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TSA eases carry-on rules for liquids

Effective yesterday, the U.S. Transportation Security Administration eased its ban on liquids and gels in carry-on baggage. Travelers may now carry through security checkpoints travel-size toiletries (3 ounces or less each) that fit "comfortably" in one quart-size clear plastic zip-top bag. At the checkpoint, travelers will be asked to remove the zip-top bag of liquids and place it in a bin or on the conveyor belt so it can be X-rayed.

Also, once they have cleared security, travelers can now bring beverages and other items purchased in the secure boarding area on-board.

Larger amounts of prescription liquid medications, baby formula and diabetic glucose treatments must be declared at the checkpoint for additional screening.

TSA said that it was "unlikely" that any further changes in its liquid, aerosol and gel policy would be forthcoming.

The ban on hand-carried liquids and gels came last month after British authorities foiled an alleged attempt to smuggle explosives on to U.S.-bound aircraft.

For the latest developments, visit the TSA Web site at


Transport Canada, Canada's official travel bureau, on Monday issued guidelines that are similar to the new carry-on rules in the U.S.

Passengers may carry through pre-board security screening liquids, gels or aerosols in containers 90 milliliters/90 grams (about 3 ounces) or less. These containers must be placed in one clear, closed and re-sealable plastic bag no larger than 1 liter (about 1 quart); passengers are limited to one bag per person.

Unsealed, open or opaque plastic bags of any size with liquids, gels or aerosols in any size container are not permitted, nor are liquids, gels or aerosols in containers larger than 90 milliliters/90 grams.

Passengers must declare all such items to security screening authorities. Additional screening could be required.

The following items are exempt from these requirements, but they must be declared and may have to go through screening:

Baby formula, baby food and milk for passengers traveling with children 2 years of age and under.

Prescription and essential non-prescription medicines.

No bag is required for exempt items.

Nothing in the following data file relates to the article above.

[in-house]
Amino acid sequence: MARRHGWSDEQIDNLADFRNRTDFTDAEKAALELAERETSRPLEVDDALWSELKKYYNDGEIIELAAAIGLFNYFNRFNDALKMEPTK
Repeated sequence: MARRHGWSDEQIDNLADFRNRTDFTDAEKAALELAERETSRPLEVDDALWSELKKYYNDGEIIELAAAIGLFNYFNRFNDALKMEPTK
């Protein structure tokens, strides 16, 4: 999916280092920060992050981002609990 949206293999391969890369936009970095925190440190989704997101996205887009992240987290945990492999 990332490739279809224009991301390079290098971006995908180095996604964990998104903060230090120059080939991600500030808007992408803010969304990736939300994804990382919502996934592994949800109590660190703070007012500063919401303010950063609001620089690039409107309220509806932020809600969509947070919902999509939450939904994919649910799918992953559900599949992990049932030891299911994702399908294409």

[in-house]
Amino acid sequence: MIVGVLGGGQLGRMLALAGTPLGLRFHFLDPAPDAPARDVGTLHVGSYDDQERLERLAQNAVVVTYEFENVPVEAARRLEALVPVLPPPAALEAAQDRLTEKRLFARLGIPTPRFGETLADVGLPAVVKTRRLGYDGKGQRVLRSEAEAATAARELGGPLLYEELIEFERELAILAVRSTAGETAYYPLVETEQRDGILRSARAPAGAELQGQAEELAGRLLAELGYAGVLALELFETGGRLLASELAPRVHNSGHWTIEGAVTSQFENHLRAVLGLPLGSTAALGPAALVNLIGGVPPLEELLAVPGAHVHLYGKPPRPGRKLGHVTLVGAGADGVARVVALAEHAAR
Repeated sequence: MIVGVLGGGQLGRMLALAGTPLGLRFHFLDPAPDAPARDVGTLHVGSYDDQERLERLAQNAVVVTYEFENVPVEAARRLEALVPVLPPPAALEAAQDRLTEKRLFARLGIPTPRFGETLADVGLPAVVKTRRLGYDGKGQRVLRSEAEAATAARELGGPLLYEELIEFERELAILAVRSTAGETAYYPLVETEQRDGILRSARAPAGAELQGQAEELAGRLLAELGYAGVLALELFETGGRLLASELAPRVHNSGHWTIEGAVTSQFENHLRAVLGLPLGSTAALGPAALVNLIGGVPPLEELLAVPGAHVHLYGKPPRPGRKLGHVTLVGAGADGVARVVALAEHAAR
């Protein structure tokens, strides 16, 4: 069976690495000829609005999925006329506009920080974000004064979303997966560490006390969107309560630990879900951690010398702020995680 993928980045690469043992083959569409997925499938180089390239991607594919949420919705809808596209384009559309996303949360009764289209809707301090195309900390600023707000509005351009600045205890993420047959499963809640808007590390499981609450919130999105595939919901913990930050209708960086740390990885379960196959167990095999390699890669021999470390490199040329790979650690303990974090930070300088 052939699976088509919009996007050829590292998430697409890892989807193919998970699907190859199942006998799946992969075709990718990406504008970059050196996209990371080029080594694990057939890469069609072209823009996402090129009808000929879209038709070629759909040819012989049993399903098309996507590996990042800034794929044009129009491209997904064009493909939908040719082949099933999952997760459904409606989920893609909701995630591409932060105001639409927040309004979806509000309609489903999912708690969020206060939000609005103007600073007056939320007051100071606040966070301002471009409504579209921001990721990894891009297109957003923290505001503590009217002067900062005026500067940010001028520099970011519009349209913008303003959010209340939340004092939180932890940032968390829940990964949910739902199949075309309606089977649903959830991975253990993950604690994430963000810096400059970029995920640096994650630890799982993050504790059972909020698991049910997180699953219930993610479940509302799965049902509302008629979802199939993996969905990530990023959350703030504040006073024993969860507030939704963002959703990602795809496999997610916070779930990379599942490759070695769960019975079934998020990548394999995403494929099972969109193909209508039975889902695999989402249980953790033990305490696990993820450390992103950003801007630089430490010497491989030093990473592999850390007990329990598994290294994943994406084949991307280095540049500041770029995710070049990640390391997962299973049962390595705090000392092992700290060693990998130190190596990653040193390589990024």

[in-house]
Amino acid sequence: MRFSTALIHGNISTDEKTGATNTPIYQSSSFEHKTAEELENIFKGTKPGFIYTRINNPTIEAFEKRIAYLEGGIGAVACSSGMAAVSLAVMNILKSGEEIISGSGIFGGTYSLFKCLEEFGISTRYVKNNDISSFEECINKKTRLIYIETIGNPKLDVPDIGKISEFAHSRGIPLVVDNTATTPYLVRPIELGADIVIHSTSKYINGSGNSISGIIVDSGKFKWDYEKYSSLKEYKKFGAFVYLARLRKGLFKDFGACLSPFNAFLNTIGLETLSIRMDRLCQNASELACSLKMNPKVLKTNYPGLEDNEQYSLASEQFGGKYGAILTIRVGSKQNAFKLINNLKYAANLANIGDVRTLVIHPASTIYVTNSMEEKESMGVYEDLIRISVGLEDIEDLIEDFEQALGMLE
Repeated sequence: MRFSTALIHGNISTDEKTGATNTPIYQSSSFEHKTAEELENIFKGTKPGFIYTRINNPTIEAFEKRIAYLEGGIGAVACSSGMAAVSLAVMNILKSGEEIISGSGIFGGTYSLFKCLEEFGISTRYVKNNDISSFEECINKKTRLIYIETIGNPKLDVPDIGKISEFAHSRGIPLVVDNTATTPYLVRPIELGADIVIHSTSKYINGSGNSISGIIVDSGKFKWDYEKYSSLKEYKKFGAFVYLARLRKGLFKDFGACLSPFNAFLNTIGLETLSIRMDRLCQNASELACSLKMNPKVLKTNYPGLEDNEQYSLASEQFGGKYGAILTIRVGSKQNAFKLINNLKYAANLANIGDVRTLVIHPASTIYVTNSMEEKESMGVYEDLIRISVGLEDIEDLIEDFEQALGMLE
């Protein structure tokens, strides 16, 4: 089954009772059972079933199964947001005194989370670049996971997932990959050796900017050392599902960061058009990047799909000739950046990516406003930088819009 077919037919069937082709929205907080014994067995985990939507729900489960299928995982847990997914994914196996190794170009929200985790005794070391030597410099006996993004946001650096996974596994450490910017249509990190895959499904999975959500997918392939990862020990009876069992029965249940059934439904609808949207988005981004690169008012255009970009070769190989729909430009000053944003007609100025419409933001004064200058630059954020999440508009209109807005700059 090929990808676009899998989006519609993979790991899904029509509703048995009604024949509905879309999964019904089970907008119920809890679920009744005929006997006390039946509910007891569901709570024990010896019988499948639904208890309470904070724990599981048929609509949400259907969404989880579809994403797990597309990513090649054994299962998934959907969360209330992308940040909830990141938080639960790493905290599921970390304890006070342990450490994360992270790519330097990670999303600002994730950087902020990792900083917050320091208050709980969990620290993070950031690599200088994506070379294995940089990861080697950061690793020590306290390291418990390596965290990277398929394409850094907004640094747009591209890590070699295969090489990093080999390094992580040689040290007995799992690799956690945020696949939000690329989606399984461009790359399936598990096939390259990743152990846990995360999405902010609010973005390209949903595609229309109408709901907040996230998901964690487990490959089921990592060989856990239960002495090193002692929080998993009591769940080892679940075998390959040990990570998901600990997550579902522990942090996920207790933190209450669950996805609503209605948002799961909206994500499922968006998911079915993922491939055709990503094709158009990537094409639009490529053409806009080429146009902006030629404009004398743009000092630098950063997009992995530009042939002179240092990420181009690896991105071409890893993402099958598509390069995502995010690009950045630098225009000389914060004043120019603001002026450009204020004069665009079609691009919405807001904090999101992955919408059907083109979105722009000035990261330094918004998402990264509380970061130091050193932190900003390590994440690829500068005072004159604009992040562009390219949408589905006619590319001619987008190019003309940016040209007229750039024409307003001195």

For more information, visit Transport Canada at


On Friday, the U.K. Department for Transport increased the size of carry-on baggage to 56 centimeters long by 45 centimeters wide and 25 centimeters deep (about 22 by 17 by 10 inches), including wheels, handles and side pockets. Other bags--such as handbags--may be carried within the single item of cabin baggage. All items will be X-rayed.

However, no liquids of any type are permitted through the airport security search point, other than:

  • Essential medicines in liquid form sufficient and essential for the flight (e.g., diabetic kit), as long as it is verified as authentic. Medicines in solid form continue to be permitted.
  • Baby milk and liquid baby food (the contents of each bottle or jar must be tasted by the accompanying passenger).
The definition of liquids includes gels, pastes, lotions, liquid/solid mixtures and the contents of pressurised containers, e.g., toothpaste, hair gel, drinks, soups, syrups, perfume, deodorant, shaving foam, aerosols, etc.

Laptops and other large electrical items (e.g., a large hairdryer) have to be removed from cabin baggage and screened separately. (Note: A laptop bag will be regarded as the one item that is allowed in the cabin).

Musical instruments that do not fit in the permitted cabin baggage size are allowed as a second item of cabin baggage, but will need to be screened. Larger instruments (e.g., cellos) are also permitted into the cabin following screening. However, passengers should check with their airlines if special arrangements (e.g., purchasing an extra seat) for these large instruments need to be made.

Passengers boarding flights to the U.S. and items they are carrying, including those acquired after the central screening point, will be subjected to secondary search at the gate. Any liquids discovered will be removed from the passenger. For the latest information, visit the Department for Transport Web site at

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